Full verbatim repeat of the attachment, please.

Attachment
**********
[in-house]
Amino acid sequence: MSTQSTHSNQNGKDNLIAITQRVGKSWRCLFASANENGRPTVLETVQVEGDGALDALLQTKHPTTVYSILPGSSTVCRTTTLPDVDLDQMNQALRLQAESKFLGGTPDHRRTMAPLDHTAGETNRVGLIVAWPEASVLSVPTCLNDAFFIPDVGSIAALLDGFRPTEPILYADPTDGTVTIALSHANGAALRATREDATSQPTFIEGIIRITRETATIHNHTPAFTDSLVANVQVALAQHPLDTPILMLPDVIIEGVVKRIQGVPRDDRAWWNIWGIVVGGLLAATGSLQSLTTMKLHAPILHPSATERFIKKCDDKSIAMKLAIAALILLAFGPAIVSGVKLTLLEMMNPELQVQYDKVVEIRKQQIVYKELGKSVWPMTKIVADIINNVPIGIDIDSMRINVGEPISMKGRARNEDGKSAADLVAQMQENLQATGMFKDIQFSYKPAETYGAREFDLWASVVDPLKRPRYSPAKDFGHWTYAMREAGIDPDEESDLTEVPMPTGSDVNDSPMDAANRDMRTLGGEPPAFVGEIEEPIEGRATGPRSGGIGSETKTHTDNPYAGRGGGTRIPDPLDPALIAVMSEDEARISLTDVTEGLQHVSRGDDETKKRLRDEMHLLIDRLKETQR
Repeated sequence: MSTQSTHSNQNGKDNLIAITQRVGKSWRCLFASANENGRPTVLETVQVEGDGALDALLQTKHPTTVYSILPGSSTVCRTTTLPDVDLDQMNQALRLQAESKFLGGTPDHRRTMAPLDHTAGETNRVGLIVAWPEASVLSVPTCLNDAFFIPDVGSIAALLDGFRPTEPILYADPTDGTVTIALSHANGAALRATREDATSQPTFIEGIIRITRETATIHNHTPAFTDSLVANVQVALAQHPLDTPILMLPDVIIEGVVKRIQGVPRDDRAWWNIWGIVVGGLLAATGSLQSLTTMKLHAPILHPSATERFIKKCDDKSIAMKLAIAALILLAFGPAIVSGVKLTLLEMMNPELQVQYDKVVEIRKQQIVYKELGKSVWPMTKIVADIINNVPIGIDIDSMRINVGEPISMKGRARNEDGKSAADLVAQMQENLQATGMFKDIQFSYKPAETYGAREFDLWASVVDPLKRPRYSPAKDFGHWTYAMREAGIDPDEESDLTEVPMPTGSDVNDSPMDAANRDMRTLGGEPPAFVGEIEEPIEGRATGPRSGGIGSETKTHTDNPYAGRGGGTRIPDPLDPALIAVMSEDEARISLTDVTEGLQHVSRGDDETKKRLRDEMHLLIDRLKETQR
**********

[in-house]
Amino acid sequence: MSTQSTHSNQNGKDNLIAITQRVGKSWRCLFASANENGRPTVLETVQVEGDGALDALLQTKHPTTVYSILPGSSTVCRTTTLPDVDLDQMNQALRLQAESKFLGGTPDHRRTMAPLDHTAGETNRVGLIVAWPEASVLSVPTCLNDAFFIPDVGSIAALLDGFRPTEPILYADPTDGTVTIALSHANGAALRATREDATSQPTFIEGIIRITRETATIHNHTPAFTDSLVANVQVALAQHPLDTPILMLPDVIIEGVVKRIQGVPRDDRAWWNIWGIVVGGLLAATGSLQSLTTMKLHAPILHPSATERFIKKCDDKSIAMKLAIAALILLAFGPAIVSGVKLTLLEMMNPELQVQYDKVVEIRKQQIVYKELGKSVWPMTKIVADIINNVPIGIDIDSMRINVGEPISMKGRARNEDGKSAADLVAQMQENLQATGMFKDIQFSYKPAETYGAREFDLWASVVDPLKRPRYSPAKDFGHWTYAMREAGIDPDEESDLTEVPMPTGSDVNDSPMDAANRDMRTLGGEPPAFVGEIEEPIEGRATGPRSGGIGSETKTHTDNPYAGRGGGTRIPDPLDPALIAVMSEDEARISLTDVTEGLQHVSRGDDETKKRLRDEMHLLIDRLKETQR
Repeated sequence: MSTQSTHSNQNGKDNLIAITQRVGKSWRCLFASANENGRPTVLETVQVEGDGALDALLQTKHPTTVYSILPGSSTVCRTTTLPDVDLDQMNQALRLQAESKFLGGTPDHRRTMAPLDHTAGETNRVGLIVAWPEASVLSVPTCLNDAFFIPDVGSIAALLDGFRPTEPILYADPTDGTVTIALSHANGAALRATREDATSQPTFIEGIIRITRETATIHNHTPAFTDSLVANVQVALAQHPLDTPILMLPDVIIEGVVKRIQGVPRDDRAWWNIWGIVVGGLLAATGSLQSLTTMKLHAPILHPSATERFIKKCDDKSIAMKLAIAALILLAFGPAIVSGVKLTLLEMMNPELQVQYDKVVEIRKQQIVYKELGKSVWPMTKIVADIINNVPIGIDIDSMRINVGEPISMKGRARNEDGKSAADLVAQMQENLQATGMFKDIQFSYKPAETYGAREFDLWASVVDPLKRPRYSPAKDFGHWTYAMREAGIDPDEESDLTEVPMPTGSDVNDSPMDAANRDMRTLGGEPPAFVGEIEEPIEGRATGPRSGGIGSETKTHTDNPYAGRGGGTRIPDPLDPALIAVMSEDEARISLTDVTEGLQHVSRGDDETKKRLRDEMHLLIDRLKETQR